Speaking more to the film they wanted to create, Scheinert said, “we started to talk about kung fu films, and ‘The Matrix’ and [their] families, and [thought] that would make an interesting movie.”
Answering questions next was Field, who wrote and directed “Tár,” a film serving as a commentary on power imbalances. The film stars Cate Blanchett as the titular character and explores her relationships — of all verities — with the people she interacts with as a conductor of the Berlin Philharmonic.
Field’s evolution as a screenwriter was more conventional, somewhat more than the other members of the panel. “I was about ready to start directing films at the American Film Institute, and I was told to arrive with three short scripts … [and] I had never written a script before,” Field explained. For advice, Field enlisted the help of his father-in-law, screenwriter Bo Goldman. Goldman’s advice for Field was very simple: “unplug the phone, get up at the same hour every day, write at the same hour, after 30 days you’ll have something.” Field worked with the production company Focus Features for “Tár” and said he experienced “total freedom; the script would not exist without them.”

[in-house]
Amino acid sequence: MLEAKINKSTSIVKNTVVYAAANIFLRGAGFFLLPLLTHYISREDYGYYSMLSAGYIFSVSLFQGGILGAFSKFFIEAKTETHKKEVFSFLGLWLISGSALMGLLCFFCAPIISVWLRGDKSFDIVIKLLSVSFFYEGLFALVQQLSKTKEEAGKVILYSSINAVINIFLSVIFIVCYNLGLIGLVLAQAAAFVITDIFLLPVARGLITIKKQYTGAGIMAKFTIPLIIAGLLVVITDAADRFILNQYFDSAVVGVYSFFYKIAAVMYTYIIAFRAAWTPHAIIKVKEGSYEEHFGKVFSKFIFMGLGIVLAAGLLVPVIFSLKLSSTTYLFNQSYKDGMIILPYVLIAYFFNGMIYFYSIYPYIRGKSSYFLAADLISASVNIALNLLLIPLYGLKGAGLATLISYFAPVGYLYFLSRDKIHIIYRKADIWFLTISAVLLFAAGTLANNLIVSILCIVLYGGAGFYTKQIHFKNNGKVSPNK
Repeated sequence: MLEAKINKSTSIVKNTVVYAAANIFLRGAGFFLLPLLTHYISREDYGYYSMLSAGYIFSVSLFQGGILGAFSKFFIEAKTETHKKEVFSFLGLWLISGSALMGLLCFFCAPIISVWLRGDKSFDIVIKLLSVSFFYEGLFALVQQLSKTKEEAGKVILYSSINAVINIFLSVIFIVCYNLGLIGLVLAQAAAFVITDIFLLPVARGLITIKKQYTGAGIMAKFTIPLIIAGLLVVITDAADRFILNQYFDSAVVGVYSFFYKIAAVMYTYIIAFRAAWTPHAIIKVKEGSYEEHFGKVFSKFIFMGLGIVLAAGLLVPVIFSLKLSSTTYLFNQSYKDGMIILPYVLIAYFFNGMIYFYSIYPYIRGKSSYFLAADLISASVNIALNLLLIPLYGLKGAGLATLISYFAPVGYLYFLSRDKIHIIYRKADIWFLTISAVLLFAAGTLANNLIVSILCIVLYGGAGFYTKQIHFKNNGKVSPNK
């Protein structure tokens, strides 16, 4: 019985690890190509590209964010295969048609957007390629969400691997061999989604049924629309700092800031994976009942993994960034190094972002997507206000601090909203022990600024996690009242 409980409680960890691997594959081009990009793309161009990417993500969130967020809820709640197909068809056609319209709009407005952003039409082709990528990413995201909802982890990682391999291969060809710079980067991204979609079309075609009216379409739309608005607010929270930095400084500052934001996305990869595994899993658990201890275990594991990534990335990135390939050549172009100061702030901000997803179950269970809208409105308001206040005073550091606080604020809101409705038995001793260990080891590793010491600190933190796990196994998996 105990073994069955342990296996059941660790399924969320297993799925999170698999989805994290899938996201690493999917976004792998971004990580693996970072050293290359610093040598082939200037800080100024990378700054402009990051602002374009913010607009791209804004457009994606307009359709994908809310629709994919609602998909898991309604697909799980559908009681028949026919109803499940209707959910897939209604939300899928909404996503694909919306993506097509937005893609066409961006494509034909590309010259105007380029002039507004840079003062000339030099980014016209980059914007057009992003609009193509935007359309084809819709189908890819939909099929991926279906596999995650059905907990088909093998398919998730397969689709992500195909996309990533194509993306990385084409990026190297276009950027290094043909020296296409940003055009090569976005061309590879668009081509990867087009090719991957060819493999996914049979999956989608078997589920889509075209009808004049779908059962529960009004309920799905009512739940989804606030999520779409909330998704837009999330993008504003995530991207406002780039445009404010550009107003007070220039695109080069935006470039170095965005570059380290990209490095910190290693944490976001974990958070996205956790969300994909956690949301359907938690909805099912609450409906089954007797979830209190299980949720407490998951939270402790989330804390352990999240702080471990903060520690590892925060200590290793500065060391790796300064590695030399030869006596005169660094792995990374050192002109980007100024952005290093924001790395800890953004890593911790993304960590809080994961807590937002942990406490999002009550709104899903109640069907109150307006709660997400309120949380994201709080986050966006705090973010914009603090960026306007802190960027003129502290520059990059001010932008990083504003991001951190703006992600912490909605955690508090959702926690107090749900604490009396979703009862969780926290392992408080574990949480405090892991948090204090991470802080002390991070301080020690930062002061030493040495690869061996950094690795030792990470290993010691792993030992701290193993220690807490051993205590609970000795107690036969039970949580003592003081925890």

He also spoke about his experience with Lydia Tár. “I started thinking about this character 10 years before I started the script, and if you are lucky enough to get paid to write … we all have notebooks, and things just stay in the notebook. I never thought I would have any place to put this character until [this opportunity],” Field said.